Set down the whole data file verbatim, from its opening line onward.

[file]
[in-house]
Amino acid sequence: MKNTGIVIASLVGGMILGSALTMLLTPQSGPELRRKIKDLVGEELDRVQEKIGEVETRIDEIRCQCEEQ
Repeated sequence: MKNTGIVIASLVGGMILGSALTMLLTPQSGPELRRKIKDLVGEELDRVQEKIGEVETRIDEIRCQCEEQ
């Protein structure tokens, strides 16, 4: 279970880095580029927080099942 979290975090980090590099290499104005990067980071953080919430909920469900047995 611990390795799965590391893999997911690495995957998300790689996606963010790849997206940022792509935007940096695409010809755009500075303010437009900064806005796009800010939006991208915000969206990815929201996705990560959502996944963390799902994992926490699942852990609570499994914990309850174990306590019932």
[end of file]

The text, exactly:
[in-house]
Amino acid sequence: MKNTGIVIASLVGGMILGSALTMLLTPQSGPELRRKIKDLVGEELDRVQEKIGEVETRIDEIRCQCEEQ
Repeated sequence: MKNTGIVIASLVGGMILGSALTMLLTPQSGPELRRKIKDLVGEELDRVQEKIGEVETRIDEIRCQCEEQ
């Protein structure tokens, strides 16, 4: 279970880095580029927080099942 979290975090980090590099290499104005990067980071953080919430909920469900047995 611990390795799965590391893999997911690495995957998300790689996606963010790849997206940022792509935007940096695409010809755009500075303010437009900064806005796009800010939006991208915000969206990815929201996705990560959502996944963390799902994992926490699942852990609570499994914990309850174990306590019932």